Smith owned up to his poor play postgame, with a colorful, honest description of how things have been going.

Q: You aren’t shooting the way you want to throughout The Finals. How can you change that?

Smith: Stop thinking so much and just go out there and play. Be more than just a shooter, go out there and defend, rebound and create plays for everyone else. …

Q: How would you assess your own game right now?

Smith: Horses—.

Smith’s father believes his son will break out of his slump soon, and do so in thrilling fashion.

Howard Beck of Bleacher Report:

After a string of maddening, Bad J.R. nights, he seems overdue for another J.R. joyride.

“Oh, it’s coming,” Earl Smith said with a chuckle. “It’s coming.”

The Smith family is nothing if not confident.

“He’ll be all right,” the elder Smith said. “He’s just got to keep shooting.”

Shoot ’til you’re hot, shoot ’til you’re cold is how the saying goes, and there’s no question that will be J.R.’s mindset.

But his nerves in Game 5 will need to be as cool as he looked during his Game 4 entrance in order to have a chance at turning things around.

Andrew Bogut believes LeBron James ‘jumped into the cameraman’ on play that injured him in Game 4 of NBA Finals


Late in the second quarter of Game 4 of the NBA Finals, Andrew Bogut fouled LeBron James on a drive to the basket, and James then came down awkwardly and stumbled into the row of photographers.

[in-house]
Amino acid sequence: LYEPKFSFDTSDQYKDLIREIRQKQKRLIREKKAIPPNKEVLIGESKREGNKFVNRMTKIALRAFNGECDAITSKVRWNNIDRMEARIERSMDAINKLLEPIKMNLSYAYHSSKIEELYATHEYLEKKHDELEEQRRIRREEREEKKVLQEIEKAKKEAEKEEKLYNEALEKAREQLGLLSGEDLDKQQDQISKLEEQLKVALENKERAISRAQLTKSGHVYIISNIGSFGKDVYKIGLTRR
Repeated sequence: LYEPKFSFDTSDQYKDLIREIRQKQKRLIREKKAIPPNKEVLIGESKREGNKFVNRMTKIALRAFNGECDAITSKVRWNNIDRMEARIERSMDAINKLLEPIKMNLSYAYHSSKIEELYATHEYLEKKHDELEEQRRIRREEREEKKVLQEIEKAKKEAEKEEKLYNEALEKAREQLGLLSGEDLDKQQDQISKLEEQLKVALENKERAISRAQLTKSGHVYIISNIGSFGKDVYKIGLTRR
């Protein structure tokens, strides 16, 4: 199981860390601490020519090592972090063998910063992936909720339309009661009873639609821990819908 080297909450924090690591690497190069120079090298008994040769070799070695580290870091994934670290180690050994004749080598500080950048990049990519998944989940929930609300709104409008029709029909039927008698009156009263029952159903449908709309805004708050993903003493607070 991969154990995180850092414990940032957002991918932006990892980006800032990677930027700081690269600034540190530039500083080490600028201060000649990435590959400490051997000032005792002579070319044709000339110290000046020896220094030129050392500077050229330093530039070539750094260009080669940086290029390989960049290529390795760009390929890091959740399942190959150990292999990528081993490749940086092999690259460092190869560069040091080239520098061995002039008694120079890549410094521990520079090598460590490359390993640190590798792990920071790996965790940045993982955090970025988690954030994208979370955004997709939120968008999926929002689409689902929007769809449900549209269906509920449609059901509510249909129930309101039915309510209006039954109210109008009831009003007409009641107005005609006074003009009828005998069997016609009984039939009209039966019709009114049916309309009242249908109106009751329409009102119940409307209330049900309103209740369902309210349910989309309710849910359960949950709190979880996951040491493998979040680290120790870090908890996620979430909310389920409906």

He ended up banging his head into a courtside camera, and sustained a couple of cuts that left him bleeding and required medical attention.

From Bogut’s point of view, James inflicted the wounds himself.

Sam Amick of USA Today:

“I think he jumped into the cameraman,” Bogut said when asked to give his perspective on the play. “Yeah, I think he came down and took two steps and then fell into the cameraman. I definitely, definitely didn’t hit him that hard.”

When the reporter replied by saying, “That’s how you saw it?” Bogut said, “No, that’s how it was. If you look at the replay, you can see the two steps being taken and then him falling into the camera. That’s what we saw on the replay, and that’s what my teammates saw.”

James could have tried to exaggerate the contact in order to convince the officials that a flagrant foul should be called. But it seemed as though James was simply off balance when he landed, and stumbled a few steps to fall in the least dangerous way possible.

Bogut, who played less than three minutes after Steve Kerr took him out of the starting lineup in favor of Andre Iguodala, obviously sees things differently.

Talking Warriors adjustments, Steve Kerr’s lie, LeBron’s likability with voice of the Grizzlies Eric Hasseltine

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I joined long-time radio voice of the Memphis Grizzlies Eric Hasseltine this afternoon to break down Game 4 of the NBA Finals.

We discussed Warriors adjustments, Steve Kerr’s lie, the likability of LeBron James, and what the Cavaliers’ chances are in the series now that things are shifting back to the Bay.

The fun begins about two minutes in, so listen by checking out the clip above.

If audio is your thing, there’s plenty more available in Friday’s PBT Podcast.